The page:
Dean Mahomed introduced “shampoo” to the western world—offering therapeutic “champi” massage at his Brighton Bath house to a western clientele; the word shampoo is a corruption of “champi”, the traditional Indian head massage with oil. But among his other lesser known contributions is also the setting up of the first Indian restaurant in the west. In 1810, when Dean Mahomed moved to London, he opened the Hindoostane Coffee House near Portman Square in central London, which offered, among other things, hookah “with real chilm tobacco, and other Indian dishes…allowed by the greatest epicures to be unequalled to any curries ever made in England”. A plaque commemorates the place where the original restaurant once stood.

Dean Mahomed was ahead of his times and curry would take off in England only with Victoria’s patronage, but his business idea of serving “Indianised British food” suitable to English palates—mild spices, a touch of the exotic oriental– would in fact get replicated repeatedly through the centuries till quite recently when Frenchified Indian restaurants in London in the 1990s served up fare that was essentially European but with Indianish flavours to appease western palates who did not seem to understand the true complexity or nuance of regional Indian cooking. Veeraswamy, which is now owned by Camellia and Namita Panjabi (Camellia was the culinary director at the Taj and the key to setting up its iconic restaurants such as the Bombay brasserie that put Mumbai’s street food in a five star setting, and was pathbreaking), is today London’s oldest Indian restaurant. But when it opened in the 1920s, when India was still under the crown, its ownership was white English – Edward Palmer opened it in Piccadilly in 1926, serving the same idea of Dean Mahomed’s food, but by this time thanks to the Victorian and Regency eras, curry was more accepted, and Veeraswamy made Indianish food highly fashionable.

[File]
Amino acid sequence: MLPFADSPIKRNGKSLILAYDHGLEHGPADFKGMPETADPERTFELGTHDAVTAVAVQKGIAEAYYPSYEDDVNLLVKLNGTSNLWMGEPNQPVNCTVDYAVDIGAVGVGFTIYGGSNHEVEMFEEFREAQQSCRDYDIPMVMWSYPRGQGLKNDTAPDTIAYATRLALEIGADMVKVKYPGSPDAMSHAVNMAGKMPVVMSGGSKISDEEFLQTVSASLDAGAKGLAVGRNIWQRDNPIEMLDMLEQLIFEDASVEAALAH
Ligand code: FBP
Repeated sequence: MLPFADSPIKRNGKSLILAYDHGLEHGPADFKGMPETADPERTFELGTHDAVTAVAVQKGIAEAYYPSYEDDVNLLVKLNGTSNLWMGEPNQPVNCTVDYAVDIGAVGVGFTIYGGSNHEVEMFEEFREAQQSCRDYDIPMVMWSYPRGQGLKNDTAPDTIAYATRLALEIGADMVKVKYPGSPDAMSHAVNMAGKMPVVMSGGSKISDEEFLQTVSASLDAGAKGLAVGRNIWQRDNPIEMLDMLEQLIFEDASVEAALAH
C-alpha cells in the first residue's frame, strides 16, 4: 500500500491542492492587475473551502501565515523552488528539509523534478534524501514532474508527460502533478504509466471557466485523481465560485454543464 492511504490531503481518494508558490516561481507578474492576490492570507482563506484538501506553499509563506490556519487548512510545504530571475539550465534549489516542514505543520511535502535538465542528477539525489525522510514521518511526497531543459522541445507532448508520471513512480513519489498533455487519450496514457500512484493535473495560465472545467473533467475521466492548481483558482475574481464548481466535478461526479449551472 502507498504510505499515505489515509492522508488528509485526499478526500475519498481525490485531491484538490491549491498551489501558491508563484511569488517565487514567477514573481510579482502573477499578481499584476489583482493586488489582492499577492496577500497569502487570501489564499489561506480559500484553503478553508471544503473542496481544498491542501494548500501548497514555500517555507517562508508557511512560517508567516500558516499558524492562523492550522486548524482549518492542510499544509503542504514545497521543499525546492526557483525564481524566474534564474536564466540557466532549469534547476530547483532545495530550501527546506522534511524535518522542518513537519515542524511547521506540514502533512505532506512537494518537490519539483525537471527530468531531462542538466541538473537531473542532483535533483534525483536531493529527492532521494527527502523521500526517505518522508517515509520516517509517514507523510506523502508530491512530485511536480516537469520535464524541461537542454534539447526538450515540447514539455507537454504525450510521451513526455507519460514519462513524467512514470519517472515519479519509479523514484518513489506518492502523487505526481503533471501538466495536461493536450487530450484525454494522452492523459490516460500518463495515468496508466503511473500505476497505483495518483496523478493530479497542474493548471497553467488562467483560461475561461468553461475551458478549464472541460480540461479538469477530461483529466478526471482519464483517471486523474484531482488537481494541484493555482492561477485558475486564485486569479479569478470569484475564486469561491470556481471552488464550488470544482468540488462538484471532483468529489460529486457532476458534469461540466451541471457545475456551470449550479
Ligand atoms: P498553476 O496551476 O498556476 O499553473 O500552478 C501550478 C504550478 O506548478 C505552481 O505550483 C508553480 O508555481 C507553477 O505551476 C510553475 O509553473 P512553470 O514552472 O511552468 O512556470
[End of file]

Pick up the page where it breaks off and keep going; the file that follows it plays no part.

While the generic “curry” became the most popular British dinner, some specific dishes and condiments too seem to have been invented with what we can now see as a sort of cultural appropriation. Scotch eggs are mentioned in iconic English cookery books of the 19th century, including Mrs Beeton’s Book of Household Management that was instrumental in shaping middle class Victorian identity in many ways. It was a highly influential tome, though post- colonial writers have since pointed out how Mrs. Beeton in fact plagiarised recipes, without crediting them.

Scotch eggs make an appearance in these 19th century books as a dinner dish—eggs encased in mince, in a little gravy. The Oxford Companion To Food suggests the real origin to have been the Indian kofta. The Lucknowi dish Nargisi Kofta to be more specific, which still exists in India, though is a disappearing delicacy. Named after the narcissus flower or “nargis”, the name is typical of Lucknowi hyperbolic nomenclature for dishes often named after flowers, birds and beauty in nature—the idea being that when the kofta is cut, the contrasting white and yellow of the egg inside the brown keema casing would resemble the nargis flower.

At some point in the 19th century, the Scotch egg became dry and bread crumb coating was suggested to hold the mince, not there in the Indian kofta recipe. This is the popular snack now that you find all over the UK. Nothing Scotch about it.

The worcestershire sauce that we now know as a popular condiment in Continental restaurants is also a 19th century innovation with an Indian legacy that is hidden and unacknowledged. A fermented sauce containing many “secret” ingredients, it was created by the pharmacists John Wheeley Lea and Willian Henry Perrin, and contains vinegar, anchovies, tamarind, garlic, onions, molasses as well as “spices”. Lea and Perrins, the original makers, floated a story that the sauce was based on a recipe from the kitchen of a governor general of Bengal, who had asked local Indian apothecaries to develop it! It was supposed to help in digestion too. The “spices” are not mentioned on the label, but it is now widely conjectured that hing or asafoetida, long the mainstay of Indian pickling, is an essential ingredient of the sauce giving it a burst of umami. Rotting fish may in fact have been pickled like in the achar tradition by a colonialist who accidentally contributed to the invention of a global condiment!